Rebecca Hendren, for HealthLeaders Media, February 15th, 2011
Patient satisfaction scores will soon be tied to reimbursement and the change has shifted everyone’s attention to patient experience. Nurse executives have placed the issue at the top of their priorities list for 2011, according to the just released HealthLeaders Media 2011 Annual Survey.
The survey asked healthcare leaders across the board to rank their top three priorities for the year. Nurse executives placed patient experience/patient satisfaction at the top, followed by quality/patient safety, and cost reduction.
The result differs from CEOs, who placed cost reduction at the top of the priorities list, followed by quality/patient safety second, and reimbursement third. Patient experience and satisfaction came in at number four on the list.
This indicates that it is nursing leaders who bear much of the responsibility for ensuring the organization provides a positive patient experience and for keeping tabs on quality and patient safety issues.
Patient experience is an interesting topic that’s guaranteed to engender strong emotions. Cheryl Clark explored this topic for HealthLeaders last month in a piece titled “How Grumpy Patients Can Cost Hospitals Big Bucks.” She said hospitals in some areas of the country are concerned they may be unfairly penalized for their region’s collective personality. While it may be a sit-com stereotype to think that everyone in New York loves to complain, loudly, while people in the South are polite and easily pleased, some argue that regional characteristics will affect scores.
Others believe excellent patient care is reflected in good scores, no matter where in the country the organization is located, while poor experiences will be reflected whether the regional character is “suffer in silence” or “I deserve better.”
It won’t make a bit of difference where you’re located, however, if hospital executives don’t find a way to communicate the organization’s commitment to improving experience to the people who really make the difference, from the nursing staff to the janitors.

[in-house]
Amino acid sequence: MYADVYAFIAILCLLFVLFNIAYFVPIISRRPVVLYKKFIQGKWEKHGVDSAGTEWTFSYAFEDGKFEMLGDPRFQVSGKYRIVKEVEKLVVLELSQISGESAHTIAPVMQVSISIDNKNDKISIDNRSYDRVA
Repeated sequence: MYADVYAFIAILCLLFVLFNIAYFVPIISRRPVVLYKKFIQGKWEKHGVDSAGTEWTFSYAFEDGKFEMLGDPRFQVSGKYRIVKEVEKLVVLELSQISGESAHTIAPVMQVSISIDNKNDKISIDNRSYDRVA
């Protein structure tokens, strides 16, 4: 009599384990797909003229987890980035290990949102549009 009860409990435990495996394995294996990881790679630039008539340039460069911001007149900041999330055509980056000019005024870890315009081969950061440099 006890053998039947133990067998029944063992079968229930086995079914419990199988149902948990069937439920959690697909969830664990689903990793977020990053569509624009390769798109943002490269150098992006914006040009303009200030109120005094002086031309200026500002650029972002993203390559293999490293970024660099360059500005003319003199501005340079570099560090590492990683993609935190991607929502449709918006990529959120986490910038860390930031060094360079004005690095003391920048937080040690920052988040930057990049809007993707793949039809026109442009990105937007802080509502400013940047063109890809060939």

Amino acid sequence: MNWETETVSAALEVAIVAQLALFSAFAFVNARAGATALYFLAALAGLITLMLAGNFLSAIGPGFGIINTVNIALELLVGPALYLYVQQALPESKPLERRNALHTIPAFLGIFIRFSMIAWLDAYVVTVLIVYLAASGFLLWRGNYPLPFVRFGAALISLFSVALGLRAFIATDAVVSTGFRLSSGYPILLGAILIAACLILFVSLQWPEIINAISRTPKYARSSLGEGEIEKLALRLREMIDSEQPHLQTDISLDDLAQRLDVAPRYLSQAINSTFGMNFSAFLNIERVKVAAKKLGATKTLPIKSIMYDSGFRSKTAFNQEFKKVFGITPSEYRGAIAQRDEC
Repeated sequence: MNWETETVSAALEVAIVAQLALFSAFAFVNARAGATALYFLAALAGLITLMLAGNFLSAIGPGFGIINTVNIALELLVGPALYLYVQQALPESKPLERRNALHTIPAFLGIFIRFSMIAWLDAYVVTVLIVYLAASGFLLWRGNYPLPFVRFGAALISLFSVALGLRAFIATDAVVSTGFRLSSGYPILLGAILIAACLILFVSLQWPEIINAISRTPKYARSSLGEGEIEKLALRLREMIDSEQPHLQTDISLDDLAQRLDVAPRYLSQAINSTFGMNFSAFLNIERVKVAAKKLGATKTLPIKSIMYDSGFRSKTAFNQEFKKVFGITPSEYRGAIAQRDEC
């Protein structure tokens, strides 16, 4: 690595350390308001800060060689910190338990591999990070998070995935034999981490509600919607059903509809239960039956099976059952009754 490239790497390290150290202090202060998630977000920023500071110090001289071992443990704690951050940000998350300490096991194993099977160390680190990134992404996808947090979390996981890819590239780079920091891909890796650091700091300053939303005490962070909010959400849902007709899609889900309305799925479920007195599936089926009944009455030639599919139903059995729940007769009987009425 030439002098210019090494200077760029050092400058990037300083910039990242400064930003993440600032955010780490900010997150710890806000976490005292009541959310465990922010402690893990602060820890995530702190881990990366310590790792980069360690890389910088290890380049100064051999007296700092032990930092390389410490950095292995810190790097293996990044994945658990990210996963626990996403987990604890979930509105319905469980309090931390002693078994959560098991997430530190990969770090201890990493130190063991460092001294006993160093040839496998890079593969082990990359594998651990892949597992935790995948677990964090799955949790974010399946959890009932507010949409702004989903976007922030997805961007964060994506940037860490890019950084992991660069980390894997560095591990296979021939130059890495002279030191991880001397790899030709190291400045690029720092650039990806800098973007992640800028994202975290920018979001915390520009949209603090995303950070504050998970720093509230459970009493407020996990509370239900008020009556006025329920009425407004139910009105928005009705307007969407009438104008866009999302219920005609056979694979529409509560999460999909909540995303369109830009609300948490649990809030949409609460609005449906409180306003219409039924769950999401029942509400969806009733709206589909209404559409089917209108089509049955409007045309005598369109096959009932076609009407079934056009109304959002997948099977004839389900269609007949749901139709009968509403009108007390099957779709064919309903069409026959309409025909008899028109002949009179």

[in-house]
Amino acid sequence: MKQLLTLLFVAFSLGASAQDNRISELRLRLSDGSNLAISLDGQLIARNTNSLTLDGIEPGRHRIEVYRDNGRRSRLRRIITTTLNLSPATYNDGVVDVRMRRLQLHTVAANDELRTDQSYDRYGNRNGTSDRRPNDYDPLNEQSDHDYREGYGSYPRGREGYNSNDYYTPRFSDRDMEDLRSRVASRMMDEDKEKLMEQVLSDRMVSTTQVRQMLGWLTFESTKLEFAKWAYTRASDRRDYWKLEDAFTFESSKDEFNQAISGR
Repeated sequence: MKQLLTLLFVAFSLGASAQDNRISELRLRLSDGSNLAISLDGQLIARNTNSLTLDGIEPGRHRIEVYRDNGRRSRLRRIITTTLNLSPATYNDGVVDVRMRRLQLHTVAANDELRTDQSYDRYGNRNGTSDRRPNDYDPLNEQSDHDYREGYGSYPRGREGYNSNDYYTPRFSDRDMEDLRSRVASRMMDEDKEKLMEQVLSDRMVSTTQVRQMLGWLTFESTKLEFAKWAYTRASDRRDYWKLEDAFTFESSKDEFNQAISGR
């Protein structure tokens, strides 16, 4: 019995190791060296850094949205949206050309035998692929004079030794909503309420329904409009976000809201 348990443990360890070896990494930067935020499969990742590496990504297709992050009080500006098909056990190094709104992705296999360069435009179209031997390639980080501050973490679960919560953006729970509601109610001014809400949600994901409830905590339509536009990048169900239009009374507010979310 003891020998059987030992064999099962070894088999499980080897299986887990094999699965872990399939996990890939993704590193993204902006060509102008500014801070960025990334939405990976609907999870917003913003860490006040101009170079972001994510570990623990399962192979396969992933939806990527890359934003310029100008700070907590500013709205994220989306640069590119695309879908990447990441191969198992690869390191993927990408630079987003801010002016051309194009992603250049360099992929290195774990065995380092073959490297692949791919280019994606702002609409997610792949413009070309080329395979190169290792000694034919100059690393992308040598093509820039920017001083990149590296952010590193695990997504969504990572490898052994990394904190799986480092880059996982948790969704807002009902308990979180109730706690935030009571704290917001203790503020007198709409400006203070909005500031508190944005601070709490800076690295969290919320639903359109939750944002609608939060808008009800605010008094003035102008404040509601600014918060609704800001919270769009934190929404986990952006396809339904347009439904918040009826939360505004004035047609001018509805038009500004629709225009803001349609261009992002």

All staff should receive training in communicating with patients and visitors so they know what acceptable and unacceptable interactions look like. How many poor-scoring surveys feature comments about just one staff member? An interaction with someone who is perceived to be rude, unhelpful, or just uncaring can ruin a patient’s perception of what was flawless care.
I’m not saying that everyone has to subscribe to Disney-levels of plastered on smiles and “the sun always shines” fake sincerity. Rather that delivering a meal tray without a word and not making eye contact with the patient in the bed should be a thing of the past. As should not introducing oneself to patients with name and job title. There are basic levels of customer service that shouldn’t have to be taught, but that many need teaching.
Above all, people need to understand how the commitment to patient experience ties into the organization’s overarching goals for safe, quality patient care for all. And how every person’s job contributes to the same goals.
Source: HealthLeaders Media